6. Temporary Holiday Jobs: Retailers typically hire seasonal workers to help meet the demands of holiday shoppers. Shippers and delivery services are top holiday employers this year because of the increase in online orders and the need to get most of these packages delivered before Christmas. These jobs are a great way to make extra money, sometimes with the possibility of turning into a long-term employment opportunity. However, jobseekers need to be wary of employment scams aimed at stealing money and personal information from job applicants. Keep an eye out for opportunities that seem too good to be true.
Read more about holiday job scams.
7. Look-Alike Websites: The holiday season brings endless emails offering deals, sales and bargains. Be wary of the emails you receive and the links enclosed. Some may lead to look-alike websites that are created by scammers to trick people into downloading malware, making dead-end purchases and sharing private information. If you are uncertain about the email, do not click any of the links. Instead, hover over them to see where they reroute.
Read more on look-alike websites.
8. Fake Charities: Typically, 40% of all charitable donations are received during the last few weeks of the year. However, due to the COVID-19 pandemic, many organizations had to cancel their usual fundraising events and awareness campaigns and are now inviting donors to support online. Donors need to be on the lookout for fraudulent charities and scammers pretending to be individuals in need. Avoid impromptu donation decisions to unfamiliar organizations. Responsible organizations will welcome your gift tomorrow as much as they do today. Verify your charity at BBB’s give.org or on the Canada Revenue Agency website. Where possible, donate to the charity through their website and use a credit card.
Read more about fake charities.
9. Fake Shipping Notifications: With more consumers making purchases online, there is also an increase in the number of notifications about shipping details from retailers and carriers. Scammers are using this new surge to send phishing emails with links enclosed that may allow unwanted access to your private information or download malware onto your device. They may also try to trick you into paying new shipping fees.
Read more about delivery and package scams.
10. Pop Up Holiday Virtual Events: This year, many local in-person events such as pop-up holiday markets or craft fairs, have moved online. Scammers are creating fake event pages, social media posts, and emails, charging admission for what used to be a free event. The goal is to steal your credit card information. Confirm if there is an admission fee for the virtual event on the event’s website. In the cases where there is a charge, use a credit card. If the event is free, watch for scammers trying to claim otherwise.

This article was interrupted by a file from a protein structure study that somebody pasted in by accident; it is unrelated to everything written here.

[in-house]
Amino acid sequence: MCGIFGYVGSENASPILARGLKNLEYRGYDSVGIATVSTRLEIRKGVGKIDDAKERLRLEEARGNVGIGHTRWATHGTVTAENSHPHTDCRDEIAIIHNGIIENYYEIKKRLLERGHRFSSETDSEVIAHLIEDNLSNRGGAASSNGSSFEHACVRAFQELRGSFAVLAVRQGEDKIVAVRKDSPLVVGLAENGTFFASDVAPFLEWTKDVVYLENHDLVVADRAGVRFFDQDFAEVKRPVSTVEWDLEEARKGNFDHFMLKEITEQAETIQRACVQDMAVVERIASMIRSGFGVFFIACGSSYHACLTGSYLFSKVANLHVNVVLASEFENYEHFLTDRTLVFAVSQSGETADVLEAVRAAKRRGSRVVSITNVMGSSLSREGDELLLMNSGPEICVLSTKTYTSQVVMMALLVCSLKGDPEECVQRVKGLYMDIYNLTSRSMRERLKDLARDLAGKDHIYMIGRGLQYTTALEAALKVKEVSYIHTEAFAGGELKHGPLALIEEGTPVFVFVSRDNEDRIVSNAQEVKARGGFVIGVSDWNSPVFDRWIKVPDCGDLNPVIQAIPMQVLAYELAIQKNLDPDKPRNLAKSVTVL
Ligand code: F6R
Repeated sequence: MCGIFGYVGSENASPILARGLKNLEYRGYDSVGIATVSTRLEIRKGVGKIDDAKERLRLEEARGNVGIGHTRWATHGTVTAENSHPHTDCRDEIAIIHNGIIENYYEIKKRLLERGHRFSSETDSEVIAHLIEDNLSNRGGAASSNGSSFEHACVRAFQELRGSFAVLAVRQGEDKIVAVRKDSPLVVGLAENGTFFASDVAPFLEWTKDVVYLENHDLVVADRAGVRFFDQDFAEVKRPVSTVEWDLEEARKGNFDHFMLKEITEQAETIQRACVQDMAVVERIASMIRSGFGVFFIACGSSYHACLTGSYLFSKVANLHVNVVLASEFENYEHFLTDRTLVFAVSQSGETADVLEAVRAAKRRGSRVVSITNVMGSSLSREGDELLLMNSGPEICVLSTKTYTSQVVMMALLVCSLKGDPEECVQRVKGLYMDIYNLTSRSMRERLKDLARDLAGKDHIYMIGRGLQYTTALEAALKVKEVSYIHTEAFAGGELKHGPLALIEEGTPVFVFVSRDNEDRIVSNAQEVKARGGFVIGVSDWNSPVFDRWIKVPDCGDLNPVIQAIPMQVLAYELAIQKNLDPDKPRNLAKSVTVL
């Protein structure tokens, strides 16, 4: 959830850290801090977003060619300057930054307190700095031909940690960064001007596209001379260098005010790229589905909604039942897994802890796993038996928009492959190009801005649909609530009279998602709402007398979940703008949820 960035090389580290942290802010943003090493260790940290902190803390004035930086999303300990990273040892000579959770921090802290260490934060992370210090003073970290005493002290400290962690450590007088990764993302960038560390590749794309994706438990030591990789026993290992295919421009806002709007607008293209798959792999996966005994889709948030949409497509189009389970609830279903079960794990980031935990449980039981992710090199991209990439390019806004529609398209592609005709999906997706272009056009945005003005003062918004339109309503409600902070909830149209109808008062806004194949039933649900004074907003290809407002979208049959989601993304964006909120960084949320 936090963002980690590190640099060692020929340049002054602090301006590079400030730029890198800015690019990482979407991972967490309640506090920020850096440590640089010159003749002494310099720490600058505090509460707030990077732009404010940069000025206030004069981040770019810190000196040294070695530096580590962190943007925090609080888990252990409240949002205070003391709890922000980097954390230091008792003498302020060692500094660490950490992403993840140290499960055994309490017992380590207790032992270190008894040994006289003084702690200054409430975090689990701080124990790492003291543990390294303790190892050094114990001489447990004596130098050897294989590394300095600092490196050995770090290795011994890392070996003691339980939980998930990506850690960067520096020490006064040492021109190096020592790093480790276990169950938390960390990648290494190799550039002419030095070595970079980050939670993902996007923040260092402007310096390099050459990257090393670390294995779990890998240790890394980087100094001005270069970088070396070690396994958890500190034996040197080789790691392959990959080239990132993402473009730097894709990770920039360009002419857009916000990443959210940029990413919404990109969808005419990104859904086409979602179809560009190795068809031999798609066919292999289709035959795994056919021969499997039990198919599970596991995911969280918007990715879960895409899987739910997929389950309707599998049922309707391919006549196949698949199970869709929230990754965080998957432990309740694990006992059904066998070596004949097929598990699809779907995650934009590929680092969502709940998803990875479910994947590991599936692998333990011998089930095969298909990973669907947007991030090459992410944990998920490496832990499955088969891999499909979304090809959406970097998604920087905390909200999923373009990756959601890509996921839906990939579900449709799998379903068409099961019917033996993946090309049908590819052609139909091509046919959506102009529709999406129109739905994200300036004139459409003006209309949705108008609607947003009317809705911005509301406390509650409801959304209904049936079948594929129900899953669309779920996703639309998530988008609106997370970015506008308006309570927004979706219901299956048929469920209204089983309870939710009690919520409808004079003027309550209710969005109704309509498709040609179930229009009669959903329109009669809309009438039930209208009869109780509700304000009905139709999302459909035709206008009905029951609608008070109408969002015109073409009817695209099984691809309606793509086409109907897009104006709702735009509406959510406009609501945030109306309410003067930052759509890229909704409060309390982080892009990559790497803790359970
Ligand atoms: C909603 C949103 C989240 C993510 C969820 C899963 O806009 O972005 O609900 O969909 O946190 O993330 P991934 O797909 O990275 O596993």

Read more about pop up holiday shops.
11. Top Holiday Wishlist Items: Low or ridiculously priced luxury goods, jewellery, designer clothing and electronics are almost always cheap counterfeits and knockoffs. This year, the PlayStation 5 console, Star Wars the Child Animatronic Edition (a.k.a Baby Yoda) and Apple’s new iPad are some of the items in high demand. Be very cautious if you are considering to purchase these high-value items from individuals through social sites.
Read more about holiday hot toy scams.
12. Puppy Scams: Many families, especially those with children, may be considering to add a furry friend to their household this year. However, you could fall victim to a pet scam, which are on the rise this year. Request to see the pet in person before making a purchase.
Read more on pet scams.
For general information on how to avoid scams, visit BBB.org/AvoidScams. For more advice, read BBB’s tips on online shopping. If you’ve spotted an online scam, report it to BBB ScamTracker.For more information or further inquiries, contact the Wisconsin BBB at www.bbb.org/wisconsin, 414-847-6000 or 1-800-273-1002. Consumers also can find more information about how to protect themselves from scams by following the Wisconsin BBB on Facebook, Twitter, Instagram and YouTube. ABOUT BBB: For more than 100 years, the Better Business Bureau has been helping people find businesses, brands and charities they can trust. In 2019, people turned to BBB more than 183 million times for BBB Business Profiles on more than 5.8 million businesses and Charity Reports on 11,000 charities, all available for free at bbb.org. There are local, independent BBBs across the United States, Canada and Mexico, including BBB Serving Wisconsin which was founded in 1939 and serves the state of Wisconsin.